My Curious Reading: The Baron and the Bulge
Dialogue must be the most powerful type of writing.
Most of us, I think, leafing through a book, see dialogue sequences as welcome action; we get from these a little pleased anticipation. Things are picking up. It doesn’t take that form of narrative known as the historical present to make dialogue function as real-time. Conversation is an exchange, and the exchange, for its duration, is all. The character is not flashing back, weighing his choices, riding a bus, having his city and its history explained by an intervening omniscient narrator. Half a dozen straight pages of exposition tend to look, by contrast, a little freighted with their potential boredom.
Dialogue is, of course, entirely artificial. The daydream of a muse-ridden, “natural” flow of words, does crop up…however, writers use devices, and we know what they are. We know how to hold back information, how to mislead, how to stoke dramatic tension. And we have a number of things to convey with dialogue. This is the character’s voice; it is her life. She has inhibitions and boldnesses, words she is embarrassed to use; she has an education, she has a family—one that encouraged or rebuked her. She has a personal wish: to persuade, to be liked, to avoid being caught out.
Even the between dialogue business: “She refused to meet his eye”; “She paused, then went on”, flavors the scene—and all of that affects us as though we were watching, rather than reading.
There is a challenge in which writer and reader engage together, offering and accepting a sort of literary magic trick; this is seen in works of translation, in writing done in English (as many journals require), from those whose work takes place in a non-English speaking country. Writers of English (of course these things apply to all languages, the relationship altered) make characters who both speak in another language, and speak English inexpertly.
Here are two excerpts with dialogue, taken from my own book, A Figure from the Common Lot. In the first example, Honoré speaks to his mentor, Broughton, in English; in the second, his own language, to the couple he shares a room with.
(1) Thinking of this, he could see the complications in Broughton’s question. These were greater than he had realized. “I could give no information,” he began, finding his way. “But I would not like to refuse help. And then”—another picture came to his mind—“the windows in the front are open to the street. I mean…” He stopped, thinking he had not phrased this well.
“You mean to say,” Broughton prompted, “that one standing outside the house sees the interior quiet completely through the windows; they spanning the house-front as they do.”
Honoré nodded. “How foolish it would seem. But then, I understand, I would belong to the house…I would be as though I were at least of the household, if not knowing the business there.”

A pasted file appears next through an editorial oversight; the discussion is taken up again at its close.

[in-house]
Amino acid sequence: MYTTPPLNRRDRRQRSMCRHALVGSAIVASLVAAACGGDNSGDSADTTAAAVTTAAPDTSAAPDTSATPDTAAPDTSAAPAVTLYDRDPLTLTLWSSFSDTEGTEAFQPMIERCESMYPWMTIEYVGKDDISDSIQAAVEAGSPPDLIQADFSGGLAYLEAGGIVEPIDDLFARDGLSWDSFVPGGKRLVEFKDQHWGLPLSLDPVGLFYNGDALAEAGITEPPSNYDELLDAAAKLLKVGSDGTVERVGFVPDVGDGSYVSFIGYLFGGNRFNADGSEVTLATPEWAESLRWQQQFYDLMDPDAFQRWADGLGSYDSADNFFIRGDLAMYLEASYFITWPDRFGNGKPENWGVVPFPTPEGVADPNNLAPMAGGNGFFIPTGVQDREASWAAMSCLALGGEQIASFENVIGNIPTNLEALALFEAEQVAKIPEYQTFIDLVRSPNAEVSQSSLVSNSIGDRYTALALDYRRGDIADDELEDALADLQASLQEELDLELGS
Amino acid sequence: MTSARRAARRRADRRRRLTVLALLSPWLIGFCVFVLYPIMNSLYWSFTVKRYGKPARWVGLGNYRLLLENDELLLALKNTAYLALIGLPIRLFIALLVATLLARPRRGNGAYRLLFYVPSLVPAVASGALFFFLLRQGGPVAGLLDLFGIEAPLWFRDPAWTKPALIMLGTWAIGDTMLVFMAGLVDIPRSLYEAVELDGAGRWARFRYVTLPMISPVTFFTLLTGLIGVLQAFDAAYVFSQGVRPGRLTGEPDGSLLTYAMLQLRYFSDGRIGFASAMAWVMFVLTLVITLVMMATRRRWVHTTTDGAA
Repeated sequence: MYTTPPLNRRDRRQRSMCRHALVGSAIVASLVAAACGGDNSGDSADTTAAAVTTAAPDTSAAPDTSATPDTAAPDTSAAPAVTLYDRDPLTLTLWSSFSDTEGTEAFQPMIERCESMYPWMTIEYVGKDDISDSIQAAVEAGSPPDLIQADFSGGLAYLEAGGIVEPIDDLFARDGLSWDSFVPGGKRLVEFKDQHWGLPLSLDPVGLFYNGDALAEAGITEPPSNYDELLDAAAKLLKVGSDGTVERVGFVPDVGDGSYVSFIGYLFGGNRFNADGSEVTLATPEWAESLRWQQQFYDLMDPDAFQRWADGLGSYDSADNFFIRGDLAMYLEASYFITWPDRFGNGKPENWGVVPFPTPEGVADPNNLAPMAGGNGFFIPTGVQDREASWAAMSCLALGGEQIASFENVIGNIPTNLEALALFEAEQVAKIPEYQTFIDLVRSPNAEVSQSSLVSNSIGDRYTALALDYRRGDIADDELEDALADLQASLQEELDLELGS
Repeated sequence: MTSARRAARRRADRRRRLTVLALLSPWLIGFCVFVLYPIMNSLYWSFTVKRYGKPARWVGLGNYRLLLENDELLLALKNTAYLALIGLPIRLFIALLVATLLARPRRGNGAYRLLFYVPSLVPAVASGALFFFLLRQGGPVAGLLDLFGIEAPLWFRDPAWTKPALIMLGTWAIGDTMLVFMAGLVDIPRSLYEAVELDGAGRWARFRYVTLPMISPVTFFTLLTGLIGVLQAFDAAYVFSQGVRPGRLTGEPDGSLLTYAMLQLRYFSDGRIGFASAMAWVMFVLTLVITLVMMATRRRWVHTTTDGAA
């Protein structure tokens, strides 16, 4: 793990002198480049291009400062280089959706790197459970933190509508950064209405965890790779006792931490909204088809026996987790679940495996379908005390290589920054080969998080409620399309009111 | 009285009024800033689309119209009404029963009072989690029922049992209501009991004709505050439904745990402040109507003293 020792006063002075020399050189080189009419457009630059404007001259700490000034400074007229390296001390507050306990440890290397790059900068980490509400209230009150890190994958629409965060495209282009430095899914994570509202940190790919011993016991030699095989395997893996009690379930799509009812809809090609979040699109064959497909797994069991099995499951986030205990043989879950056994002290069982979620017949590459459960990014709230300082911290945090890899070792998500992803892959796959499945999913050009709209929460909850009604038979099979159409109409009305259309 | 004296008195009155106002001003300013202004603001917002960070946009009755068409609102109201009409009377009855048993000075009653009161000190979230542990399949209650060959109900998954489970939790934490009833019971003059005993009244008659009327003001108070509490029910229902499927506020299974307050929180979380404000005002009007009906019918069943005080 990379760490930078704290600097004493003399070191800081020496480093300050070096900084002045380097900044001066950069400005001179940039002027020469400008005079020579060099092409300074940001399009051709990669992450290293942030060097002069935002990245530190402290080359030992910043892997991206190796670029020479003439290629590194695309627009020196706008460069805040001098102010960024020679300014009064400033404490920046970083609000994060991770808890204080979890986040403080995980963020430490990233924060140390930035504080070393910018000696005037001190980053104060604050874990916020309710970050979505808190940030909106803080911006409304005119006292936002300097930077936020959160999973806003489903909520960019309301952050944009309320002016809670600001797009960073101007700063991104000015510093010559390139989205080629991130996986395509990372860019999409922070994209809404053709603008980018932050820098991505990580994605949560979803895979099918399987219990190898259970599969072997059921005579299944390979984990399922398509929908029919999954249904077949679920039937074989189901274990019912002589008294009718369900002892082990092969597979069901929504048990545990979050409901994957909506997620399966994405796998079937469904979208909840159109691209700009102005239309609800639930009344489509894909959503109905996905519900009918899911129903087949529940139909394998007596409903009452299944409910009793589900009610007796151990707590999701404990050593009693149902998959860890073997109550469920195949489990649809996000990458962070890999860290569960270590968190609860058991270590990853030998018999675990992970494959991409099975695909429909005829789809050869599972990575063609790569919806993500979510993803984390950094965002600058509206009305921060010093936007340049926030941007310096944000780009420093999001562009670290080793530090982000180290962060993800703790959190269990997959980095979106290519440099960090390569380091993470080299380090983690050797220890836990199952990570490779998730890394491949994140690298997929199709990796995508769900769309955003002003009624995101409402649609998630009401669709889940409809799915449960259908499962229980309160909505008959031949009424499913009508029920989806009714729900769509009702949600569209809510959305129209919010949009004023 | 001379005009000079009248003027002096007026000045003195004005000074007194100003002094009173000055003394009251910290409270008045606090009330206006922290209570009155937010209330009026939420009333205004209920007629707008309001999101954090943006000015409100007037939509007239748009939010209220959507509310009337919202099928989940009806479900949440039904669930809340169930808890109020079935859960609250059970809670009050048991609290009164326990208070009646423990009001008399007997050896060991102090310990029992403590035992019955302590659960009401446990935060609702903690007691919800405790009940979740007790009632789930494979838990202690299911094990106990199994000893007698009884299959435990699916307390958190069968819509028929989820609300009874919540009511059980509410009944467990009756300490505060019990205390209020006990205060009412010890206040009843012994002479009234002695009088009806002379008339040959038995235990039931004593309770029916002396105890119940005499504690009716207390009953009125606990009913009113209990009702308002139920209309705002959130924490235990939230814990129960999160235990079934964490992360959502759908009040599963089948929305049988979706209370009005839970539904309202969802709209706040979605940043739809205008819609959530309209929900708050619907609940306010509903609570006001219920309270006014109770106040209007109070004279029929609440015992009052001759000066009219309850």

(2) “That is the tinsmith, the Sicilian.”
“Ha! True enough.” Her eyes shone with the pleasure of giving dismaying news. “But his friend there, that one has been watching you. And him you don’t know.”
“No, he never followed you here,” Garond preempted Honoré’s question. “He knows you live at this house. No, he does not follow you at all. He waits along the street where you walk each day. He is ahead of you, not behind. He allows you to pass him by. He uses the eyes of others to keep informed. But he will not allow another to make the arrest. Then, he would not be paid.”
Honoré’s limitations are not only ill-health and poverty, his self-education, those lessons he has learned by which he defines his relationship to the world—to trust this person, lie to that person, avoid this one altogether—but also his times, the 1870’s. To get the language and speech habits of second empire France, you must read the publications of that era…better, if you can do so in French. This, for me, takes a fair amount of application to the Google translator, and my dictionary, but my object has been to read the untranslated le Constitutionnel, Figaro, several of the Belgian papers, some reference works; one, the Mémoires du baron Haussmann—a man arguably the era’s defining character.
Memoirs are written to answer critics. A British view of the baron is shown by a correspondent to the London Daily Telegraph, commenting in a report circulated July 4, 1868:
“Criticism, even of the most inimical nature, M. Haussmann does not disdain. He rather invites it, and seems well-nigh to covet it.”
The Comte de Persigny, Minister of the Interior, Haussmann’s chief who recommended him to Napoleon III as architect of the Paris renovations, said of him:
« …il aurait parlé six heures sans s’arrêter, pourvu que ce fût de son sujet favori, de lui-même. »
He will speak for six hours without cease, provided this be on his favorite subject, himself.
Whereas Haussmann, of Persigny, said:
« Quant à M. de Persigny, j’achevai si bien de gagner son estime, de conquérir sa confiance, qu’à la fin, il me parlait de toutes choses à coeur ouvert. »
As to M. de Persigny, I will complete so well the winning of his esteem, the conquering of his confidence, that at length he speaks to me of all things with an open heart.
He may have been unaware of Persigny’s private opinion, or considered the (posthumous) complimentary insult the most unanswerable riposte.
The memoirist has control of his own material, and can employ novelistic dialogue without having to prove its veracity, while the biographer typically can quote only transcripts, letters, diary entries, interviews. Haussmann’s style is free with long paragraphs of speech, which, excepting the above sources, can be only his re-creations…but give to his work a lively character, and to the researcher, if not a perfect historical document, something, at any rate, of value—a sense of the social manners of the era: who could address whom, and how.
Stephanie Foster, 2017